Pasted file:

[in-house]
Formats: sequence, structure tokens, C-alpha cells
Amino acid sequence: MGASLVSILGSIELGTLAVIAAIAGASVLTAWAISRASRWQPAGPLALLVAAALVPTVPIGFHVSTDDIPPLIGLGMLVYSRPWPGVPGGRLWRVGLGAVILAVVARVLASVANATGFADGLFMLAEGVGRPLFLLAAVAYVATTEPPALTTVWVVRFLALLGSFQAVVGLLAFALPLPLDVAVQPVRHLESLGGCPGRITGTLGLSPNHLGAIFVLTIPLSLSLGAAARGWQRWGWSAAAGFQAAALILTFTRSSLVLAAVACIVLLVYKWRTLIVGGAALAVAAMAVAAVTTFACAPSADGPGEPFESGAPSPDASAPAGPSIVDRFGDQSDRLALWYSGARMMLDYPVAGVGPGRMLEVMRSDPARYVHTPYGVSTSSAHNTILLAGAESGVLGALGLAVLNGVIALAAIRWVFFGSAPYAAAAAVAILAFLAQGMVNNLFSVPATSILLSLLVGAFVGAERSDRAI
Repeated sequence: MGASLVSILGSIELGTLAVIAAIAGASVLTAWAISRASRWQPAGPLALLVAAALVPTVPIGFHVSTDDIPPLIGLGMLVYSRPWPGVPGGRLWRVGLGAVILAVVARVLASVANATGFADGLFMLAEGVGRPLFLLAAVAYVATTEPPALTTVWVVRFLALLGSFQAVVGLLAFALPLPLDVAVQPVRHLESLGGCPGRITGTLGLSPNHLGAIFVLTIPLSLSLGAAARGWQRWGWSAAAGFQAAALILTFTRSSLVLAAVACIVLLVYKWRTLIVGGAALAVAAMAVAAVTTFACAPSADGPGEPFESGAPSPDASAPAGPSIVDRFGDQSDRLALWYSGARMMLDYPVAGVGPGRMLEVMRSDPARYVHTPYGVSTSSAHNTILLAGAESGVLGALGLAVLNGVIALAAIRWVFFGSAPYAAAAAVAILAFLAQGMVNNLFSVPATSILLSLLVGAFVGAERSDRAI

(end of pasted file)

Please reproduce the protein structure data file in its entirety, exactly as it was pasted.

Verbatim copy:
[in-house]
Formats: sequence, structure tokens, C-alpha cells
Amino acid sequence: MGASLVSILGSIELGTLAVIAAIAGASVLTAWAISRASRWQPAGPLALLVAAALVPTVPIGFHVSTDDIPPLIGLGMLVYSRPWPGVPGGRLWRVGLGAVILAVVARVLASVANATGFADGLFMLAEGVGRPLFLLAAVAYVATTEPPALTTVWVVRFLALLGSFQAVVGLLAFALPLPLDVAVQPVRHLESLGGCPGRITGTLGLSPNHLGAIFVLTIPLSLSLGAAARGWQRWGWSAAAGFQAAALILTFTRSSLVLAAVACIVLLVYKWRTLIVGGAALAVAAMAVAAVTTFACAPSADGPGEPFESGAPSPDASAPAGPSIVDRFGDQSDRLALWYSGARMMLDYPVAGVGPGRMLEVMRSDPARYVHTPYGVSTSSAHNTILLAGAESGVLGALGLAVLNGVIALAAIRWVFFGSAPYAAAAAVAILAFLAQGMVNNLFSVPATSILLSLLVGAFVGAERSDRAI
Repeated sequence: MGASLVSILGSIELGTLAVIAAIAGASVLTAWAISRASRWQPAGPLALLVAAALVPTVPIGFHVSTDDIPPLIGLGMLVYSRPWPGVPGGRLWRVGLGAVILAVVARVLASVANATGFADGLFMLAEGVGRPLFLLAAVAYVATTEPPALTTVWVVRFLALLGSFQAVVGLLAFALPLPLDVAVQPVRHLESLGGCPGRITGTLGLSPNHLGAIFVLTIPLSLSLGAAARGWQRWGWSAAAGFQAAALILTFTRSSLVLAAVACIVLLVYKWRTLIVGGAALAVAAMAVAAVTTFACAPSADGPGEPFESGAPSPDASAPAGPSIVDRFGDQSDRLALWYSGARMMLDYPVAGVGPGRMLEVMRSDPARYVHTPYGVSTSSAHNTILLAGAESGVLGALGLAVLNGVIALAAIRWVFFGSAPYAAAAAVAILAFLAQGMVNNLFSVPATSILLSLLVGAFVGAERSDRAI